Last week's multiple minor earthquakes in an area just west of New Castle were below a magnitude that humans can feel but does that mean we shouldn't be concerned about them? The other big question for seismologists to answer whether the quakes were triggered by fracking. We'll put that question to Michael Brudzinski, a geology professor at Miami University in Ohio, and Andrew Nyblade, a geosciences professor at Penn State University.
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Following a 36 year long career serving the Pittsburgh community as a reporter for KDKA-TV, Harold Hayes signed off for the last time this past Friday. During his career, Hayes covered a wide-range of stories including Pope John Paul II’s funeral, Operation Desert Shield in Saudi Arabia and a visit from the Grand Dragon of the KKK to Pittsburgh.
Running shorts will replace lab coats this weekend as 10 UPMC doctors take to the course at the 2016 Pittsburgh Marathon this Sunday as part of an initiative to ensure runner safety. Dr. Ron Roth, the Pittsburgh Marathon’s medical director and Dr. Aaron Mares, assistant medical director for the marathon, joined Essential Pittsburgh to discuss this innovative approach.
On April 29, 2016, Essential Pittsburgh spoke with Grant Ervin, Chief Resiliency Officer for the City of Pittsburgh, and Anna Siefken, Vice President of Strategic Engagement at Green Building Alliance and 2030 District Director.
During a presentation at the Pennsylvania Bar Institute Environmental Law Forum in Harrisburg earlier this month, Range Resources Vice President of Legislative & Regulatory Affairs Terry Bossert said that the company tries to position gas wells away from larger, nice looking homes.
We'll go between the lines of City Theatre's four person on court drama that unfolds during the course of a tennis match between an aging American champion who is a cross between Pete Sampras and Tim Mayotte and a fiery young Russian. We'll talk with actors Danny Binstock and JD Taylor who portray the two players at the center of the story.
Pittsburgh Mayor Bill Peduto makes his monthly visit to the program. We'll ask him about the state Department of Environmental Protection's decision to cite the PWSA for making an unapproved modification to its drinking water treatment process. We'll also discuss the recent comings and goings at the ICA, and his possible duet with Guster.
Only 17 of the 71 delegates headed to this summer's Republican National Convention are bound to support the presidential candidate who wins the primary. Pittsburgh Post Gazette reporter Chris Potter joins us to discuss the gap between what voters know about these delegates and how they are going to act.
Pennsylvania garnered national attention in yesterday's presidential primary with candidates making a last-minute push in an effort to secure their parties nomination. In addition, there were some high profile races for a senatorial candidate and attorney general. John Baer, political columnist for the Philadelphia Daily News joins us for a look at the election day results. We'll also talk with Katie McGinty, the Democratic nominee for U.S. Senate and Josh Shapiro, the Democratic Attorney General nominee for the state.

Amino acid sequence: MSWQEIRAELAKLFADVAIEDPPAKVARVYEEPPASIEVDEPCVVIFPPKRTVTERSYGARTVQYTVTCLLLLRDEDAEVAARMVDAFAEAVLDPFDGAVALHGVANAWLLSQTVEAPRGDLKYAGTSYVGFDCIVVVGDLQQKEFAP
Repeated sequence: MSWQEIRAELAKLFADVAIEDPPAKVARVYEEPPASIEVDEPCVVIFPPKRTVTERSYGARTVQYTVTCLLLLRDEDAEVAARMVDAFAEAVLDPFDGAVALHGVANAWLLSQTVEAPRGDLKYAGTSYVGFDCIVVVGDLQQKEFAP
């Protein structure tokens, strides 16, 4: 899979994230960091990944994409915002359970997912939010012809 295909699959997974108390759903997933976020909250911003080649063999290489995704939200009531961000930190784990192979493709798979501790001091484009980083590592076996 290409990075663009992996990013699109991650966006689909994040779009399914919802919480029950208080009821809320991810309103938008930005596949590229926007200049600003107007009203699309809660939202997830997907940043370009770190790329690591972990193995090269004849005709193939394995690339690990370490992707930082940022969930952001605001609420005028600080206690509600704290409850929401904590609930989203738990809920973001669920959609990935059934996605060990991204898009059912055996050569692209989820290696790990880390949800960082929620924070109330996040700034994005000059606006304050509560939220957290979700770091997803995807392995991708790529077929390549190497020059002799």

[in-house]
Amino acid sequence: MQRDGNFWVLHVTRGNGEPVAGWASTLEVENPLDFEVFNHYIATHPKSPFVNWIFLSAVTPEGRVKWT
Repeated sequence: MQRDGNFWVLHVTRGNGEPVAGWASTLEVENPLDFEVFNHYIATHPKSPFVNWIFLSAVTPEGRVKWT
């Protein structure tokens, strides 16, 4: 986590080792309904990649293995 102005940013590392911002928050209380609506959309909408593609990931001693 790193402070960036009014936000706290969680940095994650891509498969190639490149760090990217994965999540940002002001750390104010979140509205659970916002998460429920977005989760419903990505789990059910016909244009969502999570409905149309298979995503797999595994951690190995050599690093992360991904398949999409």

Several western Pennsylvania schools are considering or actively creating bathroom policies for transgender students. While many districts have been receptive to the policies, some parents have expressed concerns. We’ll examine the issue and what a policy could look like in schools.
On this special edition of Essential Pittsburgh we'll take listeners on a unique tour of the city. Even if you’ve been to Kennywood, The Frick Pittsburgh or the National Aviary you’ll discover what goes on behind the scenes at a number of local landmarks.
Studying abroad is an American college tradition. It is the chance for students to go outside of their comfort zone and explore a foreign land. But is technology ruining the experience? Duquesne Law Professor Jacob Rooksby thinks so, as outlined in his essay, Digital Cocoons and the Raw Abroad. Essential Pittsburgh’s Paul Guggenheimer spoke with Rooksby about this development.
A contemporary art series called "By Any Means," founded by Kilolo Luckett, is bringing nationally recognized artists and art leaders of color to Pittsburgh for a two-part panel discussion on the influence of black culture in contemporary art. Kilolo Luckett joins us in studio to preview the symposium. She also shares her memories of seeing Prince in concert and remembers his legacy.
Shorts on Christmas? Flip flops for New Years? Pittsburghers joke about a love of climate change this past winter, but scientists insist it is not something to take lightly. According to NASA, 2015 was recorded as the hottest year ever, breaking the record set previously in 2014.
Coast-to-coast, food trucks have increased in popularity. In a month’s time, the Food Truck-a-palooza will be take over the Waterfront. We looked at the current state of Pittsburgh's food truck scene with Tim Tobitsch, co-owner of the Franktuary truck. We’ll also hear from City Councilman Dan Gilman who said he recognizes the value food trucks bring to the city.
As U.S. Secretary of Agriculture for all eight years of the Obama administration, Tom Vilsack has closely monitored changes in farming and horticulture. During a stump for presidential candidate Hillary Clinton, Vilsack sits down with Essential Pittsburgh’s Paul Guggenheimer about the biggest challenges facing rural growing communities in the U.S. and here in Pennsylvania.